Monday, April 27, 2015

Mountain expedition!

A week of so back, Jim and I took a trip up to Idyllwild which is a small town located high in the San Jacinto mountains, about an hours drive from Palm Springs. I have to admit I had once before attempted the drive when my sister was here some years ago but the narrow road, hairpin bends and sheer drops gave me the collywobbles,  so we abandoned and came home! This time, with Jim driving, we got there safely, although we did observe a nasty accident where a biker had taken a curve too fast and had left his bike! I can't imagine doing this road in the dark, in winter with ice and snow! The drive itself was beautiful, going from the desert plain, to craggy mountainous flora and then up into the mountain top with green fields, grazing cattle and pine forests. Couldn't resist stopping where safe to capture some of the wild flowers.

The road to Idyllwild
Near the top!

Hesperoyucca whipplei - Our Lord's candle
Echinocereus fendleri - love seeing these growing wild

Sphaeralcea ambigua  - desert mallow


Penstemon eatonii - Firecracker penstemon

Idyllwild is a small community of just under 4000 inhabitants. The town center has its own theater, (called the Rustic Theater and it is!) cinema, art galleries and numerous restaurants and tourist style gift shops. Although a bright sunny day, the temperature was just in the cool 70's compared to the the sweatty 90+ degrees we had left behind in Palm Springs. It is popular particularly in the summer when the desert temperatures soar and many people have second homes here to escape to. We ate at a quaint outdoor restaurant, bit like an English pub,  where they supplied us all with a blanket each in case we were chilly!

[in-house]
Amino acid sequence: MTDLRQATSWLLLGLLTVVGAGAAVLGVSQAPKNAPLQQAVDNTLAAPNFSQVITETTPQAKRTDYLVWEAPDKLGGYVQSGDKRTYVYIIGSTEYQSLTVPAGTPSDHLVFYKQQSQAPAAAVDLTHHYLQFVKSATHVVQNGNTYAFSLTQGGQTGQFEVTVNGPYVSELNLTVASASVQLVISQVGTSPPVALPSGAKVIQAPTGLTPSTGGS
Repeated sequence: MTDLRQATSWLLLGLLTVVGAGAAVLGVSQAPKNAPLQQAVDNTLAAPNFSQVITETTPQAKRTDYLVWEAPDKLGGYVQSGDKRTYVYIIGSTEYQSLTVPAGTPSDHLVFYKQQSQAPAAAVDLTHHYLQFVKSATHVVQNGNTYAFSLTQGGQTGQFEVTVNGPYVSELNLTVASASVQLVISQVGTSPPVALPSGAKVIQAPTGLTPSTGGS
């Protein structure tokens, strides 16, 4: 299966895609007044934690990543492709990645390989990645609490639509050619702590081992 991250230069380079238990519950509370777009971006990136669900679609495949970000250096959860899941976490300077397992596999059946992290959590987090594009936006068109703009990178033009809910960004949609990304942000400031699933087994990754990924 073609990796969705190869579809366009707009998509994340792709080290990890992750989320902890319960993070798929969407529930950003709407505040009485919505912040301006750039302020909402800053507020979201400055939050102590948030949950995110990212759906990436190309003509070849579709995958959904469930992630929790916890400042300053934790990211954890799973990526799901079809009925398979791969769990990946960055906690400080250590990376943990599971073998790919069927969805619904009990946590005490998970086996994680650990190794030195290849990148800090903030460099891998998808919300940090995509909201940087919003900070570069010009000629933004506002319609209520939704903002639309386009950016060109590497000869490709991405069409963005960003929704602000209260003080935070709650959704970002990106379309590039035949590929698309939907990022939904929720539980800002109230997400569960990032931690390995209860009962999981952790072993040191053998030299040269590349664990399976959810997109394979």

Idyllwild and still the mountains soar above!

Courtyard Gallery- another co-op gallery but smaller than ours in Palm Springs
Log cabins and old pick-ups - bit of a time warp!

Wandering around we came across a small garden center where both of us indulged in nostalgia, recognising plants from my UK home and Jim's Michigan garden, none of which would grow down in the desert. One of Jim's favourites was a small flowering lilac. Chatting to the owner, we discovered that just up the road there was a garden, open to the public and filled with a collection of lilacs. The Alpenglow lilac gardens started in 2003 with a gift of 15 plants from Reva Ballreich a local lilac hybridizer. The collection now numbers over 275 cultivars nestled into a mountainside garden. On the day we visited, the sight and smell was memorable. 





Syringa Laurel Lynn - and apologies that I didn't get the names of the others!

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